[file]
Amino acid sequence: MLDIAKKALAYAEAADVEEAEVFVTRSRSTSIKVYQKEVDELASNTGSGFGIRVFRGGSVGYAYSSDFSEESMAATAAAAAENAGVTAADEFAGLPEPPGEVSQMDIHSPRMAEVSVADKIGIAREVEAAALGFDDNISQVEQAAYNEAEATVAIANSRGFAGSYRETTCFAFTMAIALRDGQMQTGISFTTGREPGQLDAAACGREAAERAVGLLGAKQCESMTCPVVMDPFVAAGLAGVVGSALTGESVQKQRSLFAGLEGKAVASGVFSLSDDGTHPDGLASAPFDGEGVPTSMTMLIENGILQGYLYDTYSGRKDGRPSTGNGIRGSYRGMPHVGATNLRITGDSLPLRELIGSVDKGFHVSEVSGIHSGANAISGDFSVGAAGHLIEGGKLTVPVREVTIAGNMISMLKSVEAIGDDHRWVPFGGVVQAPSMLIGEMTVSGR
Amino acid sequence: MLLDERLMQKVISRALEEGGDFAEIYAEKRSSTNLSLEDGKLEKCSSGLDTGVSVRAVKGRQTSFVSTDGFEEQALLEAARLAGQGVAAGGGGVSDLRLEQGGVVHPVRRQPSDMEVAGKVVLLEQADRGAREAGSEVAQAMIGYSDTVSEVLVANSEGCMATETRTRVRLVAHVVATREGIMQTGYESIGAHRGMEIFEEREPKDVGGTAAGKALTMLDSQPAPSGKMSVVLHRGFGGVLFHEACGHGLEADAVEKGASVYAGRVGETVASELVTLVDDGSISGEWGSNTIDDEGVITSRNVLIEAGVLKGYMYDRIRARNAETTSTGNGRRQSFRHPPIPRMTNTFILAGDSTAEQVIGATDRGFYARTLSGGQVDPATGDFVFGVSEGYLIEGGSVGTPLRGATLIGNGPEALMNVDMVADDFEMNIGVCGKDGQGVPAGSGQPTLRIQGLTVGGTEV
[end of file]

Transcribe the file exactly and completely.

Amino acid sequence: MLDIAKKALAYAEAADVEEAEVFVTRSRSTSIKVYQKEVDELASNTGSGFGIRVFRGGSVGYAYSSDFSEESMAATAAAAAENAGVTAADEFAGLPEPPGEVSQMDIHSPRMAEVSVADKIGIAREVEAAALGFDDNISQVEQAAYNEAEATVAIANSRGFAGSYRETTCFAFTMAIALRDGQMQTGISFTTGREPGQLDAAACGREAAERAVGLLGAKQCESMTCPVVMDPFVAAGLAGVVGSALTGESVQKQRSLFAGLEGKAVASGVFSLSDDGTHPDGLASAPFDGEGVPTSMTMLIENGILQGYLYDTYSGRKDGRPSTGNGIRGSYRGMPHVGATNLRITGDSLPLRELIGSVDKGFHVSEVSGIHSGANAISGDFSVGAAGHLIEGGKLTVPVREVTIAGNMISMLKSVEAIGDDHRWVPFGGVVQAPSMLIGEMTVSGR
Amino acid sequence: MLLDERLMQKVISRALEEGGDFAEIYAEKRSSTNLSLEDGKLEKCSSGLDTGVSVRAVKGRQTSFVSTDGFEEQALLEAARLAGQGVAAGGGGVSDLRLEQGGVVHPVRRQPSDMEVAGKVVLLEQADRGAREAGSEVAQAMIGYSDTVSEVLVANSEGCMATETRTRVRLVAHVVATREGIMQTGYESIGAHRGMEIFEEREPKDVGGTAAGKALTMLDSQPAPSGKMSVVLHRGFGGVLFHEACGHGLEADAVEKGASVYAGRVGETVASELVTLVDDGSISGEWGSNTIDDEGVITSRNVLIEAGVLKGYMYDRIRARNAETTSTGNGRRQSFRHPPIPRMTNTFILAGDSTAEQVIGATDRGFYARTLSGGQVDPATGDFVFGVSEGYLIEGGSVGTPLRGATLIGNGPEALMNVDMVADDFEMNIGVCGKDGQGVPAGSGQPTLRIQGLTVGGTEV